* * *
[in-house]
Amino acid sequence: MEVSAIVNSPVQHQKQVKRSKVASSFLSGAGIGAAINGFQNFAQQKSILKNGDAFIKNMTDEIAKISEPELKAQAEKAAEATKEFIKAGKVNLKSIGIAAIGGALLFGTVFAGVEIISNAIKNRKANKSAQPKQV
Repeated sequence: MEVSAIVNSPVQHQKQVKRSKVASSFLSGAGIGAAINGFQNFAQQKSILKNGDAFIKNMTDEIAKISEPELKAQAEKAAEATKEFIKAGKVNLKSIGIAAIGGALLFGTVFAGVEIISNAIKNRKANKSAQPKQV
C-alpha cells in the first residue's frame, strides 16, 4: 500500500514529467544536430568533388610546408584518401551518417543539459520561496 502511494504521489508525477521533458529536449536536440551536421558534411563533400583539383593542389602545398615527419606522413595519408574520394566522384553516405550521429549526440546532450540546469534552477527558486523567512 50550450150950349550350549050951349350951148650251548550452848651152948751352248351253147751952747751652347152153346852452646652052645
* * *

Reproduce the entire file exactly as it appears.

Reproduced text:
[in-house]
Amino acid sequence: MEVSAIVNSPVQHQKQVKRSKVASSFLSGAGIGAAINGFQNFAQQKSILKNGDAFIKNMTDEIAKISEPELKAQAEKAAEATKEFIKAGKVNLKSIGIAAIGGALLFGTVFAGVEIISNAIKNRKANKSAQPKQV
Repeated sequence: MEVSAIVNSPVQHQKQVKRSKVASSFLSGAGIGAAINGFQNFAQQKSILKNGDAFIKNMTDEIAKISEPELKAQAEKAAEATKEFIKAGKVNLKSIGIAAIGGALLFGTVFAGVEIISNAIKNRKANKSAQPKQV
C-alpha cells in the first residue's frame, strides 16, 4: 500500500514529467544536430568533388610546408584518401551518417543539459520561496 502511494504521489508525477521533458529536449536536440551536421558534411563533400583539383593542389602545398615527419606522413595519408574520394566522384553516405550521429549526440546532450540546469534552477527558486523567512 50550450150950349550350549050951349350951148650251548550452848651152948751352248351253147751952747751652347152153346852452646652052645